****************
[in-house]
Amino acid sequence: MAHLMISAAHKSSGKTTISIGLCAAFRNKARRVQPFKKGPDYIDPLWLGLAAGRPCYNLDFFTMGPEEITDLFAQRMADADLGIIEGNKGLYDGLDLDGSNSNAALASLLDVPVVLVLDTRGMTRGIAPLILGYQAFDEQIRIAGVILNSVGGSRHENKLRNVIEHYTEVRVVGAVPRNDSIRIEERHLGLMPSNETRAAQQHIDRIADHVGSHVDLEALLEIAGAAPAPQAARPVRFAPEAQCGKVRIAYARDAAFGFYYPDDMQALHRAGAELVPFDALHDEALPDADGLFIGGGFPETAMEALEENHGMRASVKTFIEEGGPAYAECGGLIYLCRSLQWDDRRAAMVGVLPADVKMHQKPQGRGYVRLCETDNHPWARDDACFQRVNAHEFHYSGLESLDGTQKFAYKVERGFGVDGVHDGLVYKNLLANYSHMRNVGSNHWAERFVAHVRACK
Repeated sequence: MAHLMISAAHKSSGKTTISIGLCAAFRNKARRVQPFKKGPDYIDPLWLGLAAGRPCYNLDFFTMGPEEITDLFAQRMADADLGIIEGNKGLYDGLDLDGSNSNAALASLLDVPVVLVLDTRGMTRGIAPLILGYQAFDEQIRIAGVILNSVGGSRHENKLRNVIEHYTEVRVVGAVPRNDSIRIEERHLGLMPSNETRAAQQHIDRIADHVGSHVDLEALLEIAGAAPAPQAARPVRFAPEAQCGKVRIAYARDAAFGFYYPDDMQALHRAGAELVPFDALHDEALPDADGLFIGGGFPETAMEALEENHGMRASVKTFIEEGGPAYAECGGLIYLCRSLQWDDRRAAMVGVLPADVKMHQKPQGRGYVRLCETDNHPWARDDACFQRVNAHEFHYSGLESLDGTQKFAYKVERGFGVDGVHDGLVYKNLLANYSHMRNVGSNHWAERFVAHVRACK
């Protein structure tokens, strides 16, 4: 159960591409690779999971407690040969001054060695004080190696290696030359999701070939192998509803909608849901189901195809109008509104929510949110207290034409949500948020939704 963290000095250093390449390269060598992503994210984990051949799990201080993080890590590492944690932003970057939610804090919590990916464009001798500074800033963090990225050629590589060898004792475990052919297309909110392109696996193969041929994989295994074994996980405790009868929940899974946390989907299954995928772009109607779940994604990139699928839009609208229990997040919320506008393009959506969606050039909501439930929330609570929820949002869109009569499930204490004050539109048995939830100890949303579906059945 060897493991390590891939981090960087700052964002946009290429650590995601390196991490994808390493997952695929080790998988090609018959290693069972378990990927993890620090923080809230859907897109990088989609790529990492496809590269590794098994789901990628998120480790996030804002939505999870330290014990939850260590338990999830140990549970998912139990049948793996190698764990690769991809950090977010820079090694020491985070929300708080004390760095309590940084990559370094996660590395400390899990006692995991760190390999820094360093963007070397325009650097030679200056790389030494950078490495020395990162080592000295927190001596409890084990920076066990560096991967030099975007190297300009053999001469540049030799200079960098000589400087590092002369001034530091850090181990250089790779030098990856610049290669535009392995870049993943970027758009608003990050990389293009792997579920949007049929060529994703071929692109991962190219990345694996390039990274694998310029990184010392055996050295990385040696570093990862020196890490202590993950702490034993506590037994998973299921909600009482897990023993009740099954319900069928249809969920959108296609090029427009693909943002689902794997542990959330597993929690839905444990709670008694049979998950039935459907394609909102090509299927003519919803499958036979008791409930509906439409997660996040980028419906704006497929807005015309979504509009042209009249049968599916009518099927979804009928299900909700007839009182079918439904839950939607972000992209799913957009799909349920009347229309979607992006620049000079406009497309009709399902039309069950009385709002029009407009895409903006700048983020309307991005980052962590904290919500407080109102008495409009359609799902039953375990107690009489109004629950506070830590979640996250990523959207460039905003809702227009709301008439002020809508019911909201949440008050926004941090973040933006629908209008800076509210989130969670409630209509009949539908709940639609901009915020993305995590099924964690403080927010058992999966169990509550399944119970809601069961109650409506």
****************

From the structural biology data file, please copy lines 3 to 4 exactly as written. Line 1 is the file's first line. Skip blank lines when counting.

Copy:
Repeated sequence: MAHLMISAAHKSSGKTTISIGLCAAFRNKARRVQPFKKGPDYIDPLWLGLAAGRPCYNLDFFTMGPEEITDLFAQRMADADLGIIEGNKGLYDGLDLDGSNSNAALASLLDVPVVLVLDTRGMTRGIAPLILGYQAFDEQIRIAGVILNSVGGSRHENKLRNVIEHYTEVRVVGAVPRNDSIRIEERHLGLMPSNETRAAQQHIDRIADHVGSHVDLEALLEIAGAAPAPQAARPVRFAPEAQCGKVRIAYARDAAFGFYYPDDMQALHRAGAELVPFDALHDEALPDADGLFIGGGFPETAMEALEENHGMRASVKTFIEEGGPAYAECGGLIYLCRSLQWDDRRAAMVGVLPADVKMHQKPQGRGYVRLCETDNHPWARDDACFQRVNAHEFHYSGLESLDGTQKFAYKVERGFGVDGVHDGLVYKNLLANYSHMRNVGSNHWAERFVAHVRACK
């Protein structure tokens, strides 16, 4: 159960591409690779999971407690040969001054060695004080190696290696030359999701070939192998509803909608849901189901195809109008509104929510949110207290034409949500948020939704 963290000095250093390449390269060598992503994210984990051949799990201080993080890590590492944690932003970057939610804090919590990916464009001798500074800033963090990225050629590589060898004792475990052919297309909110392109696996193969041929994989295994074994996980405790009868929940899974946390989907299954995928772009109607779940994604990139699928839009609208229990997040919320506008393009959506969606050039909501439930929330609570929820949002869109009569499930204490004050539109048995939830100890949303579906059945 060897493991390590891939981090960087700052964002946009290429650590995601390196991490994808390493997952695929080790998988090609018959290693069972378990990927993890620090923080809230859907897109990088989609790529990492496809590269590794098994789901990628998120480790996030804002939505999870330290014990939850260590338990999830140990549970998912139990049948793996190698764990690769991809950090977010820079090694020491985070929300708080004390760095309590940084990559370094996660590395400390899990006692995991760190390999820094360093963007070397325009650097030679200056790389030494950078490495020395990162080592000295927190001596409890084990920076066990560096991967030099975007190297300009053999001469540049030799200079960098000589400087590092002369001034530091850090181990250089790779030098990856610049290669535009392995870049993943970027758009608003990050990389293009792997579920949007049929060529994703071929692109991962190219990345694996390039990274694998310029990184010392055996050295990385040696570093990862020196890490202590993950702490034993506590037994998973299921909600009482897990023993009740099954319900069928249809969920959108296609090029427009693909943002689902794997542990959330597993929690839905444990709670008694049979998950039935459907394609909102090509299927003519919803499958036979008791409930509906439409997660996040980028419906704006497929807005015309979504509009042209009249049968599916009518099927979804009928299900909700007839009182079918439904839950939607972000992209799913957009799909349920009347229309979607992006620049000079406009497309009709399902039309069950009385709002029009407009895409903006700048983020309307991005980052962590904290919500407080109102008495409009359609799902039953375990107690009489109004629950506070830590979640996250990523959207460039905003809702227009709301008439002020809508019911909201949440008050926004941090973040933006629908209008800076509210989130969670409630209509009949539908709940639609901009915020993305995590099924964690403080927010058992999966169990509550399944119970809601069961109650409506």